Can Buddhists smoke weed?

> joergo.de <

HanfBlatt, No. 101, 2006

The world religions and their relationship to intoxication

Part 4

Buddhism

According to legend, the young Buddha is said to have fed on only one hemp seed a day during his six years of asceticism. It was less the ingredients of the famous seeds than the meditation that would have brought him to enlightenment. Since then, Buddhism has faced intoxication and ecstasy in two ways.

In contrast to other religions, people in Buddhism are supposed to believe less in superordinate authorities and rigid dogmas, but rather check the teaching offered on the basis of their own experience. To do this, he should do one thing above all: meditate vigorously. Then he would know what the Buddha had known, namely the "four noble truths". Number 1: As long as the mind has not recognized its nature, there is joy in life, but also suffering. 2. There are certain reasons why the mind does not see its true nature. 3. Thanks to Buddha, however, everyone can recognize the function of his mind, i.e. become enlightened. Finally, 4th: There are practical ways to do this. Over time, different currents developed in Buddhism with different emphases.

So far so good. But why is Buddhism such a successful religious practice in the West and why does it also cast a spell over freaks? At least four levels are responsible, they also clarify the relationship between Buddhism and intoxication.

On the one hand there is the personal experience of the standstill of time, of being absorbed in an oceanic feeling. These conditions are known to every connoisseur of hashish or marijuana - many of them smoke for precisely that reason. The aesthetic worlds of images that are experienced during the states also have similarities. Mandalas at techno parties are not just a coincidence of urban culture, but a conscious connection point to a tradition of meditative objects.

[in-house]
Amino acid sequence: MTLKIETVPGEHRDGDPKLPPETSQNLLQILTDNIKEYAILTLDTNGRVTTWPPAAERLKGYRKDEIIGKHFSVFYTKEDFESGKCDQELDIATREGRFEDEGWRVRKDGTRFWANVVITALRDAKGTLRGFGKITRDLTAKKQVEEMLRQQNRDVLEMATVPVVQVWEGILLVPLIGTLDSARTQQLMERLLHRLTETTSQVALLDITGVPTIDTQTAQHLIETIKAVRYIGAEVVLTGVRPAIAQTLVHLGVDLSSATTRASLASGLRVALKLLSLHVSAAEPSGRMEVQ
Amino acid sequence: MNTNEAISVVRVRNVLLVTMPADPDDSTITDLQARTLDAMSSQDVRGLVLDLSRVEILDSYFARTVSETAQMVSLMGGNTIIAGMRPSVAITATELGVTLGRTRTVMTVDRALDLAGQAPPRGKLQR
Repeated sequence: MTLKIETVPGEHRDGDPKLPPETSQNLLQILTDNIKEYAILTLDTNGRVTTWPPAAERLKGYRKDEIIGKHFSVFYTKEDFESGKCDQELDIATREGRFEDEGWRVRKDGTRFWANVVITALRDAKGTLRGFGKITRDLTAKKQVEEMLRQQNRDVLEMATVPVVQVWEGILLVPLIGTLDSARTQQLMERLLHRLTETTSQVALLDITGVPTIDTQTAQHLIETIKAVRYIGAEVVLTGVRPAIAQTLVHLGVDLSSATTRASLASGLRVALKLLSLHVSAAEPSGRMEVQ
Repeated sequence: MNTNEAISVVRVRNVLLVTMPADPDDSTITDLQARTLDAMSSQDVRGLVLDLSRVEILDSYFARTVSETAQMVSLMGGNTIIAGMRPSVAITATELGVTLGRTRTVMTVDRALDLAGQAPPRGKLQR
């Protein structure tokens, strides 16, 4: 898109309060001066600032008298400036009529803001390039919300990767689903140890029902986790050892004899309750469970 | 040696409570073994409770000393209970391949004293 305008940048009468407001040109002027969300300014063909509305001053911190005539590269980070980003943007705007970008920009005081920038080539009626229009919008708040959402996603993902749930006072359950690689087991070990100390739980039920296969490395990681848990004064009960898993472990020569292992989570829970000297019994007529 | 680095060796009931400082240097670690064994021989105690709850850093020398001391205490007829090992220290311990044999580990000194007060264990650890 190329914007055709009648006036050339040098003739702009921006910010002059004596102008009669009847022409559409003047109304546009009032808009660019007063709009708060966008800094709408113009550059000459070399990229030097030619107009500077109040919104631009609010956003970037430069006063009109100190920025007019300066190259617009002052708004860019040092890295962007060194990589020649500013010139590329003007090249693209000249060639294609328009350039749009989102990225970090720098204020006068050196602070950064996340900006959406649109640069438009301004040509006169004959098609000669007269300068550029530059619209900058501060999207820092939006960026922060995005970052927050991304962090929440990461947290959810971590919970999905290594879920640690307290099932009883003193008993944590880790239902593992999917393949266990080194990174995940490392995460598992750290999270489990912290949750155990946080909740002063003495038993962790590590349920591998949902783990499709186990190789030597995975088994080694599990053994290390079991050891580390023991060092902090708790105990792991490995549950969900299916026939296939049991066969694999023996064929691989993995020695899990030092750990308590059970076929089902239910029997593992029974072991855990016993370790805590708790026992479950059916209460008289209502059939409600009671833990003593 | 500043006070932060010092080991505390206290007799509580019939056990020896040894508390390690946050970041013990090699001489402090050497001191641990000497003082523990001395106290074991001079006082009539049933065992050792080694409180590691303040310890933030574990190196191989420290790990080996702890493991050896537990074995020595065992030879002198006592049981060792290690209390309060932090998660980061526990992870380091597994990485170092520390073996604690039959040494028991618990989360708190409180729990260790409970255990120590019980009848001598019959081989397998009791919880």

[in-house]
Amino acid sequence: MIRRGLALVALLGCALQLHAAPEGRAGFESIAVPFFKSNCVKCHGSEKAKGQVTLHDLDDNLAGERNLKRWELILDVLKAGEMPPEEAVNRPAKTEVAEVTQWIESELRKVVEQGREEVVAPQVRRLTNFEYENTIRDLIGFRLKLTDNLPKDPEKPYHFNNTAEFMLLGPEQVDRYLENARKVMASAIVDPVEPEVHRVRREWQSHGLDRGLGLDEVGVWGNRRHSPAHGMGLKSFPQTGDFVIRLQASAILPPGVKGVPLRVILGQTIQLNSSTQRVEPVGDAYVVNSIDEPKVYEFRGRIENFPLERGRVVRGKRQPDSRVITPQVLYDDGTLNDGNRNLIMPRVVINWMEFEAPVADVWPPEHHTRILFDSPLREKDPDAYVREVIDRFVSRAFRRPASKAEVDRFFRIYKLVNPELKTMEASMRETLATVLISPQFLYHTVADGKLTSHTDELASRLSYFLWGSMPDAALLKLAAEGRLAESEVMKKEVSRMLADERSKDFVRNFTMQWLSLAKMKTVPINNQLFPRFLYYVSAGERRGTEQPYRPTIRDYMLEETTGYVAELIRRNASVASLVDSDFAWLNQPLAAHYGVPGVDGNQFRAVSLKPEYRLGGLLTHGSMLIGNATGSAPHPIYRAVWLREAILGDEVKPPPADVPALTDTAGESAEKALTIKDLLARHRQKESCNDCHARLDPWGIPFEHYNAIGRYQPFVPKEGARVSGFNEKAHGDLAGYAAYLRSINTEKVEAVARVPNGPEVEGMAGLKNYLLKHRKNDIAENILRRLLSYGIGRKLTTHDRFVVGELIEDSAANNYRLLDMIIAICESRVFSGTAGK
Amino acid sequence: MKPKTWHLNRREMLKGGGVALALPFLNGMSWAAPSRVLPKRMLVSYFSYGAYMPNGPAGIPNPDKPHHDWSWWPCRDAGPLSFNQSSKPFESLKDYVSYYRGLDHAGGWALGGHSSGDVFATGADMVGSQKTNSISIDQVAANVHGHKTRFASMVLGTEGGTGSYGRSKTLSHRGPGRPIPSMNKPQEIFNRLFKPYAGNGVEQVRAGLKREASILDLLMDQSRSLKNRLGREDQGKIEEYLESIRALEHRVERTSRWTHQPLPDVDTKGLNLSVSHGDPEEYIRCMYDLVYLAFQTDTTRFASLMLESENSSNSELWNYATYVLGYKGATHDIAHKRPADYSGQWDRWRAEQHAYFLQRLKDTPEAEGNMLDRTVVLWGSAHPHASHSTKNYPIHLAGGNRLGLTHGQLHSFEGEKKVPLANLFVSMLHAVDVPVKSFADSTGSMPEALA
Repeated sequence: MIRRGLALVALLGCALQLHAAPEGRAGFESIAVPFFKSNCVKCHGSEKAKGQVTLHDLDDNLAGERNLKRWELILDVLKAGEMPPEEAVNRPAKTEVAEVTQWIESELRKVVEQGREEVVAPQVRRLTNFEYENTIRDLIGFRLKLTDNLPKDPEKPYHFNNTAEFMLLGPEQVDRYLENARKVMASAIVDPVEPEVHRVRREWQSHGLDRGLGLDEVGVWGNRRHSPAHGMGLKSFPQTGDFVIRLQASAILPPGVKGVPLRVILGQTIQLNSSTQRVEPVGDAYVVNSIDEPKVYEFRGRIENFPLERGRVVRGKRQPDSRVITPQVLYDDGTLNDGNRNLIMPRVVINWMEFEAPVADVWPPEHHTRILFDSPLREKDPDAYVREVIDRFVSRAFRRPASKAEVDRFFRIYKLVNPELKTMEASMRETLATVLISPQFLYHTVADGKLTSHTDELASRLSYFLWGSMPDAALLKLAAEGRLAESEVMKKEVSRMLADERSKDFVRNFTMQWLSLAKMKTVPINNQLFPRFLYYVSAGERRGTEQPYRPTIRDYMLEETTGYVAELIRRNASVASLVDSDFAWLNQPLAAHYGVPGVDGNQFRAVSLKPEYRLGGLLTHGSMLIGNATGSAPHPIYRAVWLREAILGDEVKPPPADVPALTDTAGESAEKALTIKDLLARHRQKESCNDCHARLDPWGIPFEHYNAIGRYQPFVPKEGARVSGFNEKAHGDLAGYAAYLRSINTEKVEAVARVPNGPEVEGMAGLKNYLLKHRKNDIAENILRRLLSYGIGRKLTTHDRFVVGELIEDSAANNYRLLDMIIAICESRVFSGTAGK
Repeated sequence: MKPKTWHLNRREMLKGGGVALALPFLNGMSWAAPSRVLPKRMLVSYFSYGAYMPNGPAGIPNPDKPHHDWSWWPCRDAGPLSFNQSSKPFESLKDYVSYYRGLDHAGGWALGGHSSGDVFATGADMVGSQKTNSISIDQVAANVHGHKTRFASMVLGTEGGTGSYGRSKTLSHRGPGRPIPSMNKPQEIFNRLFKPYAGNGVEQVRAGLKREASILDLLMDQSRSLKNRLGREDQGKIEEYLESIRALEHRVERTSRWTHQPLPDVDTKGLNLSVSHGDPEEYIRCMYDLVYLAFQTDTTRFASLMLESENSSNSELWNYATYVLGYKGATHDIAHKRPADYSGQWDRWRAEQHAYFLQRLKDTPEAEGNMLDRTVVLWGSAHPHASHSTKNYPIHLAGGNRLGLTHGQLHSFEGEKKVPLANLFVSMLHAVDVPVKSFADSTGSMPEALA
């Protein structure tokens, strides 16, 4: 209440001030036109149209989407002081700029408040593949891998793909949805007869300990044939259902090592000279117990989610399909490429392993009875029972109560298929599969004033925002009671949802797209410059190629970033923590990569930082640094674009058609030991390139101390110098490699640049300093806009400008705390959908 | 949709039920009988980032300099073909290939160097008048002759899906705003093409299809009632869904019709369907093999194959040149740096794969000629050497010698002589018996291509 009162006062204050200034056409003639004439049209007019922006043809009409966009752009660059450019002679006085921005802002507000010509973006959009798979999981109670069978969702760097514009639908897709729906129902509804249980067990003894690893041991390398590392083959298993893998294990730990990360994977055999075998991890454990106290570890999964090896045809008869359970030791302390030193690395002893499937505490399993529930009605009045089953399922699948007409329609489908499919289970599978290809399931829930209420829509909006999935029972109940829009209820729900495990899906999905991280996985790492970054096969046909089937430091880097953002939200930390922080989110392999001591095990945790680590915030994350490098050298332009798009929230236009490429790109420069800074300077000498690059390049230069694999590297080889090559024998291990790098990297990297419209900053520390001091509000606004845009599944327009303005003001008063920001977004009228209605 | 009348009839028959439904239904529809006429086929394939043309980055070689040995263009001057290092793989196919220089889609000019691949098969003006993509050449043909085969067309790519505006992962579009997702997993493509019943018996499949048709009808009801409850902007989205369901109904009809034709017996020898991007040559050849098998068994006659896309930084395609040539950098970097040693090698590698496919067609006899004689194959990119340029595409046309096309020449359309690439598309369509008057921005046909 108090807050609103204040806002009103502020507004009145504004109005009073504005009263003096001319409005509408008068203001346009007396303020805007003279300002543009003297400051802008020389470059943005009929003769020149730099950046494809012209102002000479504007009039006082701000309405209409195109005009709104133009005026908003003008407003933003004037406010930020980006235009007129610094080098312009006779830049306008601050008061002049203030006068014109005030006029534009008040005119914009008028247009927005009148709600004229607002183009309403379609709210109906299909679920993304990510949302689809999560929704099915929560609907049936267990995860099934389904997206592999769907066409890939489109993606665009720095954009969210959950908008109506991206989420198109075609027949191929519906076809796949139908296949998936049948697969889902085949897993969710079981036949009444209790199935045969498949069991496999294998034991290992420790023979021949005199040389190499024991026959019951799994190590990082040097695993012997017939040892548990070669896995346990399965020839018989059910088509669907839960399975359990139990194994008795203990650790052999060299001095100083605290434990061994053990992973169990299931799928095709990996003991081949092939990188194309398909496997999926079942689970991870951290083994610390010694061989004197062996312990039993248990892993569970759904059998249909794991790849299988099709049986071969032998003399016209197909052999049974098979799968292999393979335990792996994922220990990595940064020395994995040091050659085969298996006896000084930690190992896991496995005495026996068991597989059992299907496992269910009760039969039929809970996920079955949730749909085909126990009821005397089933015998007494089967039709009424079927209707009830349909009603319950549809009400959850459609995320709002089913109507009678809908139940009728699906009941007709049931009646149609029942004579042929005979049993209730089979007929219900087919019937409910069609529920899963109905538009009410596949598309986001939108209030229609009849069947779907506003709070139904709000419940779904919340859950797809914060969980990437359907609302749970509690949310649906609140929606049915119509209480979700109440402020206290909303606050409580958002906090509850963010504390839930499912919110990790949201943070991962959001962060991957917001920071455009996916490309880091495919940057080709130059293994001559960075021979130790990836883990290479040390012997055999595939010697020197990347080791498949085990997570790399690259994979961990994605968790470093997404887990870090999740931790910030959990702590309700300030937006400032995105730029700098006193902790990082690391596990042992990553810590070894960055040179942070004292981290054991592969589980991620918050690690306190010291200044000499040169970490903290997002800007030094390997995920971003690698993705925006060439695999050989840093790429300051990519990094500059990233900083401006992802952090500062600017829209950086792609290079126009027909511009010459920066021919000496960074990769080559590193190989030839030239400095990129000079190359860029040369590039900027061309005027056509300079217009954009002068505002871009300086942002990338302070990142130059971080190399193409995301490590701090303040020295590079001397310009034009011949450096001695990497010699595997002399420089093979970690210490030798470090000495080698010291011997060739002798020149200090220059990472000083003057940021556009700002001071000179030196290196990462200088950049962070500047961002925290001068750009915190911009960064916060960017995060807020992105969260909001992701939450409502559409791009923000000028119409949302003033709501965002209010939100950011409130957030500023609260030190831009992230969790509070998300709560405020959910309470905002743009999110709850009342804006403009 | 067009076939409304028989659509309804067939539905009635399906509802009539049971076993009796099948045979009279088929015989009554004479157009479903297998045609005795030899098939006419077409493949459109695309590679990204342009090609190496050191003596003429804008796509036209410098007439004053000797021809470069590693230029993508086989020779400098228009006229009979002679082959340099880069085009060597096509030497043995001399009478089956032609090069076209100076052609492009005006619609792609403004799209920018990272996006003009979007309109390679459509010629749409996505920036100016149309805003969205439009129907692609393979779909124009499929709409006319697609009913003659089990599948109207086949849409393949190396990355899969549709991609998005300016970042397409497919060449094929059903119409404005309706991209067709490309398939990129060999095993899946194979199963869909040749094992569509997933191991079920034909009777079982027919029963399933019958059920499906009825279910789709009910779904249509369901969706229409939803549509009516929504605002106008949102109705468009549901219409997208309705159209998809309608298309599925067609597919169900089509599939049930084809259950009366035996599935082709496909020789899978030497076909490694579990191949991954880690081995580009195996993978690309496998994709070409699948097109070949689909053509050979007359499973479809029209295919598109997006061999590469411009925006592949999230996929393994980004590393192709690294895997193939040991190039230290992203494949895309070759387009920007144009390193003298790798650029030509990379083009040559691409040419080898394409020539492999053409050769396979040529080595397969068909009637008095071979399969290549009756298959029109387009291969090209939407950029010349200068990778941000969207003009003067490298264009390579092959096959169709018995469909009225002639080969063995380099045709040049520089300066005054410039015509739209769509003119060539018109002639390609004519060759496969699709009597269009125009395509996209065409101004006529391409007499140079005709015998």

Paradoxes that are consciously experienced as positive are also known from both spheres. The person affected laughingly perceives contradictions, in Zen Buddhism the koan is called: “You know the sound that two clapping hands make. What is the sound of a hand like? ”The goal is the same in both spheres: The view that things are different and that the ego has its own existence, separated from the rest of the world, dissolves as an illusion.

All of this can also be demonstrated at the level of chemical processes in the brain. Those who do not want to listen to the reports of millions of people will find objective evidence in the brain scans: In some states of intoxication and meditations, the same areas of the brain are active.

If you leaf through the literature in search of an explanation for your psychedelic experience, you will sooner or later end up with the teachings of the Buddha. It was no different for Timothy Leary and company in the 1960s, who found interpretations of their LSD experiments in the “Tibetan Book of the Dead”. The 300-450 million members of Buddhism today do not form a community; the various schools are too different. The Zen Buddhism of Japan, for example, can hardly be compared with the Tantric Buddhism, which in the past allowed people to use intoxicants in order to come close to the final enlightenment.

In the western version, Buddhists are associated with either the Dalai Lama or meditating art directors in search of meaning. On the level of the social system, Buddhism fulfills one of the functions of religion, namely belief in an afterlife. One does not have to believe in an authoritarian God - this fits perfectly in a (post) modern society, in which one only wants to be loosely coupled in the spiritual community and, despite being part of a crowd, always wants to maintain individuality and autonomy. In addition, Buddhism has no missionary zeal and a certain non-violence.